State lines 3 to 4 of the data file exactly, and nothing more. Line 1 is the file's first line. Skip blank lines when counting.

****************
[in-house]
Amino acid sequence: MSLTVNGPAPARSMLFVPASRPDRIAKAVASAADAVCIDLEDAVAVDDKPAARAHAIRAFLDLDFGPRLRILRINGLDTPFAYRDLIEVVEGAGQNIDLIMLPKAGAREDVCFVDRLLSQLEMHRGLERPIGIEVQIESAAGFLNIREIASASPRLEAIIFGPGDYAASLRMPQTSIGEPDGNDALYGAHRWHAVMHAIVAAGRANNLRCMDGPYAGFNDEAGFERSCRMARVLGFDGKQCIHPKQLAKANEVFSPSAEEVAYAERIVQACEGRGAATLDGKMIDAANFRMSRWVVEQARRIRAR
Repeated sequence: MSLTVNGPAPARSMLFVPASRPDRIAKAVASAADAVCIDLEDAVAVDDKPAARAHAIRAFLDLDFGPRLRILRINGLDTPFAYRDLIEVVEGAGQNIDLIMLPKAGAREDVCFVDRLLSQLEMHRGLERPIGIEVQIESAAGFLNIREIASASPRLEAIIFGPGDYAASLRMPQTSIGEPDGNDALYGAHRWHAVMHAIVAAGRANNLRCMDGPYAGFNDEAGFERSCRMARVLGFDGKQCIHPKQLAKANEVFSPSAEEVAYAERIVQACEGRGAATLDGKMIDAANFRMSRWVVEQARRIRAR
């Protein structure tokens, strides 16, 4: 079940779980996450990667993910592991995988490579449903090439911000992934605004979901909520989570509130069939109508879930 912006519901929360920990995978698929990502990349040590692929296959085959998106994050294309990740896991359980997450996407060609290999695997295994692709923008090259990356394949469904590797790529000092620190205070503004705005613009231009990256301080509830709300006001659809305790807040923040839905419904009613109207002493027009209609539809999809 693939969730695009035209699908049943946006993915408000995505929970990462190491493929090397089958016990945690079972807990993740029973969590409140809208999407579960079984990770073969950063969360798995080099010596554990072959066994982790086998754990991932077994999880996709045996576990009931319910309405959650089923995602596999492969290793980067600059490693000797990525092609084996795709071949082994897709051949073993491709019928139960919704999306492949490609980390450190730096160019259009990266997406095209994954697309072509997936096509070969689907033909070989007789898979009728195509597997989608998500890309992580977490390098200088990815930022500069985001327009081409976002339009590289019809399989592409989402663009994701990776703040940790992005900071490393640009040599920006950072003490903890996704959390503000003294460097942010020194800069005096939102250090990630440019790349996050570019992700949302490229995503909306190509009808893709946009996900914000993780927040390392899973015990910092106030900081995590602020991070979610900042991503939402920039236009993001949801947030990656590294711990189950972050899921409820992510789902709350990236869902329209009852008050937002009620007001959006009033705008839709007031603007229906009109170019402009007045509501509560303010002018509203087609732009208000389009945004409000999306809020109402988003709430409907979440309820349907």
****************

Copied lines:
Repeated sequence: MSLTVNGPAPARSMLFVPASRPDRIAKAVASAADAVCIDLEDAVAVDDKPAARAHAIRAFLDLDFGPRLRILRINGLDTPFAYRDLIEVVEGAGQNIDLIMLPKAGAREDVCFVDRLLSQLEMHRGLERPIGIEVQIESAAGFLNIREIASASPRLEAIIFGPGDYAASLRMPQTSIGEPDGNDALYGAHRWHAVMHAIVAAGRANNLRCMDGPYAGFNDEAGFERSCRMARVLGFDGKQCIHPKQLAKANEVFSPSAEEVAYAERIVQACEGRGAATLDGKMIDAANFRMSRWVVEQARRIRAR
């Protein structure tokens, strides 16, 4: 079940779980996450990667993910592991995988490579449903090439911000992934605004979901909520989570509130069939109508879930 912006519901929360920990995978698929990502990349040590692929296959085959998106994050294309990740896991359980997450996407060609290999695997295994692709923008090259990356394949469904590797790529000092620190205070503004705005613009231009990256301080509830709300006001659809305790807040923040839905419904009613109207002493027009209609539809999809 693939969730695009035209699908049943946006993915408000995505929970990462190491493929090397089958016990945690079972807990993740029973969590409140809208999407579960079984990770073969950063969360798995080099010596554990072959066994982790086998754990991932077994999880996709045996576990009931319910309405959650089923995602596999492969290793980067600059490693000797990525092609084996795709071949082994897709051949073993491709019928139960919704999306492949490609980390450190730096160019259009990266997406095209994954697309072509997936096509070969689907033909070989007789898979009728195509597997989608998500890309992580977490390098200088990815930022500069985001327009081409976002339009590289019809399989592409989402663009994701990776703040940790992005900071490393640009040599920006950072003490903890996704959390503000003294460097942010020194800069005096939102250090990630440019790349996050570019992700949302490229995503909306190509009808893709946009996900914000993780927040390392899973015990910092106030900081995590602020991070979610900042991503939402920039236009993001949801947030990656590294711990189950972050899921409820992510789902709350990236869902329209009852008050937002009620007001959006009033705008839709007031603007229906009109170019402009007045509501509560303010002018509203087609732009208000389009945004409000999306809020109402988003709430409907979440309820349907």